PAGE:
Captive Orca Breeding to End at SeaWorld

In an unprecedented move, SeaWorld has partnered with The Humane Society to shift focus away from entertainment and toward conservation.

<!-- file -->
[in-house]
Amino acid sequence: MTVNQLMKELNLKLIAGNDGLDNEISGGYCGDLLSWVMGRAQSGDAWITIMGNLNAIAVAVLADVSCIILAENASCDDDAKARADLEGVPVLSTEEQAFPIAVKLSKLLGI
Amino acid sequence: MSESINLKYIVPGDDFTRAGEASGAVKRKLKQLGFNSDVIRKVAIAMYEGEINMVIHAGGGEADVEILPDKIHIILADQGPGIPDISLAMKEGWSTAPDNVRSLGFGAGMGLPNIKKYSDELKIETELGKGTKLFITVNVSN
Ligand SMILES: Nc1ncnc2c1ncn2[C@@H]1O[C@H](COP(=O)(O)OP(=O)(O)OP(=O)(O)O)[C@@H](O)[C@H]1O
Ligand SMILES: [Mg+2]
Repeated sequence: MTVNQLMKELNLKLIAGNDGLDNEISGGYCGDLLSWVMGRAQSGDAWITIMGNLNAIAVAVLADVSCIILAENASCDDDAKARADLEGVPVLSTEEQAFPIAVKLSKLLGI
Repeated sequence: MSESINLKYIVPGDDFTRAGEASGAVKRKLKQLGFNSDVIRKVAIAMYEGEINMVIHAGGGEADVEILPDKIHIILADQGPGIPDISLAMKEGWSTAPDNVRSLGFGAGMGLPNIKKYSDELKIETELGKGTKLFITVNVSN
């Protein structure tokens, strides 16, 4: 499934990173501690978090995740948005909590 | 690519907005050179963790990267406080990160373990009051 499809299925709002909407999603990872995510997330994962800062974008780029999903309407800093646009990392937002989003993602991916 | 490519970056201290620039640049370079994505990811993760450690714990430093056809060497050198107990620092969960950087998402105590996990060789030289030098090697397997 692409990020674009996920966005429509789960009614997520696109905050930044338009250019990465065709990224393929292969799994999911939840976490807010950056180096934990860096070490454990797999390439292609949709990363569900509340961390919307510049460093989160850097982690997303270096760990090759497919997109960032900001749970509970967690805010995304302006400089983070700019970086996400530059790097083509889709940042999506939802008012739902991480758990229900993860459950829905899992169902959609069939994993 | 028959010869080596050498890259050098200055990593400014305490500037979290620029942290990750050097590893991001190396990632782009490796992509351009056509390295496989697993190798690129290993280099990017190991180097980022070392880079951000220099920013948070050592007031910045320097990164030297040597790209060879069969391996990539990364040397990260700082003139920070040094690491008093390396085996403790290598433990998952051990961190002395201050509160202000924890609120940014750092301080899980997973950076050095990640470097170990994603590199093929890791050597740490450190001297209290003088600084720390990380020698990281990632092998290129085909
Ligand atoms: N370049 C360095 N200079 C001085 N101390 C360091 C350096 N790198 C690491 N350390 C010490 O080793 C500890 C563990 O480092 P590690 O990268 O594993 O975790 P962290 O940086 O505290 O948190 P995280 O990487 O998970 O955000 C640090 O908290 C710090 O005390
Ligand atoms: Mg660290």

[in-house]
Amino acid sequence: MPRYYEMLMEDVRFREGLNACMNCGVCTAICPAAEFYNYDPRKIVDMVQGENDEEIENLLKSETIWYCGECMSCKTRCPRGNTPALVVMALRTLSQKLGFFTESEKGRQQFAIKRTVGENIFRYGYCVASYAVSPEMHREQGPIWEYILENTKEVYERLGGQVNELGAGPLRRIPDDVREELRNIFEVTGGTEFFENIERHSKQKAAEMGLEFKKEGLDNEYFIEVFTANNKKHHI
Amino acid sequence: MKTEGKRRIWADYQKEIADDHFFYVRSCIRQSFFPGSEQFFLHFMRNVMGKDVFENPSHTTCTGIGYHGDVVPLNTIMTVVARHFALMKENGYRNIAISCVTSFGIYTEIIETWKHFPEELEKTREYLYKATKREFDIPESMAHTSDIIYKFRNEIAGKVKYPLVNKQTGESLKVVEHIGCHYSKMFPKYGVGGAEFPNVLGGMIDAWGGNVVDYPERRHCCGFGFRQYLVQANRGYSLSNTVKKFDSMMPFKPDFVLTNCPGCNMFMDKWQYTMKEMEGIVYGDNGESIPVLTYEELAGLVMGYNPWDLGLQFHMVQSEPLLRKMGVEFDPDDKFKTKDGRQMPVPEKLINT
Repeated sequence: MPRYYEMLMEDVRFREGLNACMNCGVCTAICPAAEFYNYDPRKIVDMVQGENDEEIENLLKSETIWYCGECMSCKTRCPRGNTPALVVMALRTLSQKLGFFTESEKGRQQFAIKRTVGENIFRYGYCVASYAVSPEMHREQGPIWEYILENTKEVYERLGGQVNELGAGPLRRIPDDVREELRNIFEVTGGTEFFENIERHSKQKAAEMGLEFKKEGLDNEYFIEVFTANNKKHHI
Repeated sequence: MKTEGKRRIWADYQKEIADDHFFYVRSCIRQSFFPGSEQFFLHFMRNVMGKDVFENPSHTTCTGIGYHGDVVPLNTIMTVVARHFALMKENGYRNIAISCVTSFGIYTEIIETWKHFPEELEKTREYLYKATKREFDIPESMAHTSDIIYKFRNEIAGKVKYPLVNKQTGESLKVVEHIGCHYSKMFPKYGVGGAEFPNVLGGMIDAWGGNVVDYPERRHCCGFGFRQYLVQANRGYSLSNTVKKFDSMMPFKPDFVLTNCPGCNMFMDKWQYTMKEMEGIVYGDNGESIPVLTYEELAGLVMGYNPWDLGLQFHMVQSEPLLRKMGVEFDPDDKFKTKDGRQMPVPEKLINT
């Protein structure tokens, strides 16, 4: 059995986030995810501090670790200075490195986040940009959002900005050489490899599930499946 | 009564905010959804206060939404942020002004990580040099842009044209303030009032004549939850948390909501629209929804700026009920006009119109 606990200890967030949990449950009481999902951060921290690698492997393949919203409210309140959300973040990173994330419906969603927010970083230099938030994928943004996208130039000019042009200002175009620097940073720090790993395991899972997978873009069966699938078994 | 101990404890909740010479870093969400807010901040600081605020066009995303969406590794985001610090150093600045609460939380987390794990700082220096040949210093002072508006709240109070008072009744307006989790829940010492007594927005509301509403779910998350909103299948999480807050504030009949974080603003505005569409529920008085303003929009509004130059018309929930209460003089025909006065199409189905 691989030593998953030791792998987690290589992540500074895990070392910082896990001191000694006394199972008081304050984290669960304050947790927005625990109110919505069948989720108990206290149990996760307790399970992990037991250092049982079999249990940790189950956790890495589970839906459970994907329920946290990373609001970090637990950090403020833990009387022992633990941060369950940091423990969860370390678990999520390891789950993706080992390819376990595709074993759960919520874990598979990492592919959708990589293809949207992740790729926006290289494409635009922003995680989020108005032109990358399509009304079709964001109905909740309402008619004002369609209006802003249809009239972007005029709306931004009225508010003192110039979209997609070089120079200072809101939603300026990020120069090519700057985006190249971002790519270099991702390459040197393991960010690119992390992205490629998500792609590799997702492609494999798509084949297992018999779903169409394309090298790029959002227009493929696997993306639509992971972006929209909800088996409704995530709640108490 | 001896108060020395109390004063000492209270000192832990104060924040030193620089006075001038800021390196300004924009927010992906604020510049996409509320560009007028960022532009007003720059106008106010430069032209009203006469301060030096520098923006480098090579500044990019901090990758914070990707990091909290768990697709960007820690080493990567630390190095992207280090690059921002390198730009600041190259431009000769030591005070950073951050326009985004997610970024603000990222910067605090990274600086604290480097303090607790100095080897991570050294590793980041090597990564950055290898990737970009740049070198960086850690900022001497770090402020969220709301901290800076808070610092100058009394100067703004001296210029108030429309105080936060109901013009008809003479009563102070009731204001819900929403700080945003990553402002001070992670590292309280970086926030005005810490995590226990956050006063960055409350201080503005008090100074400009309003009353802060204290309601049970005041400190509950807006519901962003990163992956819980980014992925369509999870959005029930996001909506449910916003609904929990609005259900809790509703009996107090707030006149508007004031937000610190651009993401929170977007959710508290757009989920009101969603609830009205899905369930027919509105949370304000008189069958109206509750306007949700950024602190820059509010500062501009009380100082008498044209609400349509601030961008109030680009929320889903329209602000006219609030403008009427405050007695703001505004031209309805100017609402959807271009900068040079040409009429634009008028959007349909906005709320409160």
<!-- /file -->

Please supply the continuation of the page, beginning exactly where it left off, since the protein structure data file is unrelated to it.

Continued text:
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Troubled aquatic park SeaWorld announced yesterday that it would cease its orca breeding programs, making the 30 whales currently within its facilities the last generation born in captivity. Since the release of the documentary film Blackfish, SeaWorld has experienced an onslaught of bad press, plummeting profits, and a rapid decrease in attendance. The recent deaths of orca whale Unna, Dart the dolphin, and sickness currently plaguing Tilikum—the orca around which Blackfish revolved—brought further pleas from activists for SeaWorld to empty its tanks. The park has partnered with The Humane Society of the United States (HSUS) to develop further policy changes, including maximizing its focus on marine animal rehabilitation, conservation, and public education regarding the protection of ocean wildlife. Additionally, SeaWorld vowed to reformulate its food policies to offer more vegan and vegetarian options. While statements from SeaWorld CEO Joel Manby have historically been inflammatory, he promised, “Together with HSUS, and with our 20 million guests and 20,000 employees, we can build an army of advocates to protect animals and wild places.”